Seven scenarios Pension: What happens if ...

Depending on your personal situation, you’re faced with different questions about retirement. We’ve run through seven typical scenarios and their consequences to your pension annuity.

by UBS Insights 28 Aug 2018

Sara Rüegg, 42, is an interior decorator and is looking for a new professional challenge. She wants to strike out on her own by opening her own online shop. First, she needs seed capital.

… I become self-employed?

It’s entirely possible to use money from the pension fund or pillar 3a as seed capital to set yourself up. To do this, you first must be recognized as self-employed by the AHV compensation office. However, if Sara wanted to create a GmbH or corporation, she wouldn’t have access to her retirement capital, since in the eyes of the law, she’d be seen as an employee in her own company. As a self-employed person without voluntary affiliation with an occupational pension, she could also – depending on her income – save more money in pillar 3a.

Karin Baumann, 57, has been working for 14 years as a lab technician for the same company. Because of restructuring, she loses her job, and she’s not yet been able to find a new position.

... I lose my job just before I start drawing a pension?

Losing your job before retirement makes a mess of pension planning. One immediate step you can take for tax-related reasons would be to transfer your pension fund assets to two different vested benefit institutions. Since the earliest retirement age for most pension funds is 58 or 60 years, drawing a pension even earlier, which in any case would result in heavy losses to the pension, is not possible. To be able to claim a pension, Karin had to find new employment with new pension fund membership. Good advice helps: during a consultation, she could be shown additional proposed solutions that take her total circumstances into account.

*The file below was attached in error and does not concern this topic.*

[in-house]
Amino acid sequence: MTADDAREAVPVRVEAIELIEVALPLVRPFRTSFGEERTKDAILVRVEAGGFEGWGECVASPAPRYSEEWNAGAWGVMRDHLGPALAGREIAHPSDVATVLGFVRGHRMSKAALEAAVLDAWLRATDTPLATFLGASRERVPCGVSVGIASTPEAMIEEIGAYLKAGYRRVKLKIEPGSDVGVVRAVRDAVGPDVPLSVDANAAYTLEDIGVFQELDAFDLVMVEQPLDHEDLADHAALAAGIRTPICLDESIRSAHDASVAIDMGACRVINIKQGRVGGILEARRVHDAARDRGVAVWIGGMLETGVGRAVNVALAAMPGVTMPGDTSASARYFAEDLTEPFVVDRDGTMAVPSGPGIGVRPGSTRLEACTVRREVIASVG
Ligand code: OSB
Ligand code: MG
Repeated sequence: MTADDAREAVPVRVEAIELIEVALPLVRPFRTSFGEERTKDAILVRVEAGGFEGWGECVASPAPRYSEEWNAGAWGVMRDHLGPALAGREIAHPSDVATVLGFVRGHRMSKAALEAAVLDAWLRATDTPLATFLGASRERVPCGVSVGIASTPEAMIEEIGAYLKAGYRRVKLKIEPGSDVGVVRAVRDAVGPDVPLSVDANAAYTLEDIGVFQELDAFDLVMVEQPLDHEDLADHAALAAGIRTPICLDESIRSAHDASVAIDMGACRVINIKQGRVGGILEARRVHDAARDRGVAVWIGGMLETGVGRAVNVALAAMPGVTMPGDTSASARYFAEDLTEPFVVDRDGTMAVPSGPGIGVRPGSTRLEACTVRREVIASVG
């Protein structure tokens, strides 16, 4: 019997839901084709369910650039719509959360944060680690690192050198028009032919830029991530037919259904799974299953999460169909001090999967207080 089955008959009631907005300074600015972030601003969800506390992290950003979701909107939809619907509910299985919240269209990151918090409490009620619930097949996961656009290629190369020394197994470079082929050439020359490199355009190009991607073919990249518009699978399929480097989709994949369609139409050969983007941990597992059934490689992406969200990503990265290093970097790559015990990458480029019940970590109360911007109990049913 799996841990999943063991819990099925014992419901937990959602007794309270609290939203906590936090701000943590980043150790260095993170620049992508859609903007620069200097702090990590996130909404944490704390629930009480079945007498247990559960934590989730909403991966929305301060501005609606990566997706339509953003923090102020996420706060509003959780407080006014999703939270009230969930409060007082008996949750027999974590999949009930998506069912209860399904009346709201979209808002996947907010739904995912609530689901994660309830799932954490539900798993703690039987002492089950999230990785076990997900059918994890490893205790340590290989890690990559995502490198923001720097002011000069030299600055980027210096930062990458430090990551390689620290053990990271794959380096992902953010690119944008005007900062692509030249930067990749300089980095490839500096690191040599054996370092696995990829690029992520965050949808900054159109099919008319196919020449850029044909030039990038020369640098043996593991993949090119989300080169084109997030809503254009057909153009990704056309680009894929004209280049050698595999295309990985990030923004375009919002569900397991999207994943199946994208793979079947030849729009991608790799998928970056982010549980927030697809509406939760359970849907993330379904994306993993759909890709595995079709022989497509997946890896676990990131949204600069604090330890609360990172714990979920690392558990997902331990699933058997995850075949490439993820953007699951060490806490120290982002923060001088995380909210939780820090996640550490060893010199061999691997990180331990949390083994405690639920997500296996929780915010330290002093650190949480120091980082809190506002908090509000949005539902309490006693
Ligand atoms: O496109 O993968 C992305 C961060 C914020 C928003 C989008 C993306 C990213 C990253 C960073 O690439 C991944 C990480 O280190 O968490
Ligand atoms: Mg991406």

Myrielle and Stefan Huwyler, aged 34 and 36, decided to share the child care after their daughter was born. She works as a lawyer and reduced her workload to 50%; he is a teacher and also works 50%.

… we work less because we have children?

Currently, they live well with the money they make together each month. But the reduction in their volume of work could have a significant impact on their pension. This is because of the so-called “coordination offset.” Pension funds rely on this offset to calculate that part of a salary already covered by the AHV. But nowhere near all of them adjust this offset in proportion to the amount of time worked. What often happens is that they apply the full coordination offset, as both Myrielle’s and Stefan’s pension funds do. The result in this case is that the couple’s insured salary is lower, so they’re able to contribute less to their pillar 2 savings – which in turn results in a lower pension. Myrielle and Stefan would be wise to plan very carefully how they can make up for this loss. One way they could do so would be for them to pay into pillar 3 and make voluntary purchases in the pension fund after they return to fuller employment at some later time.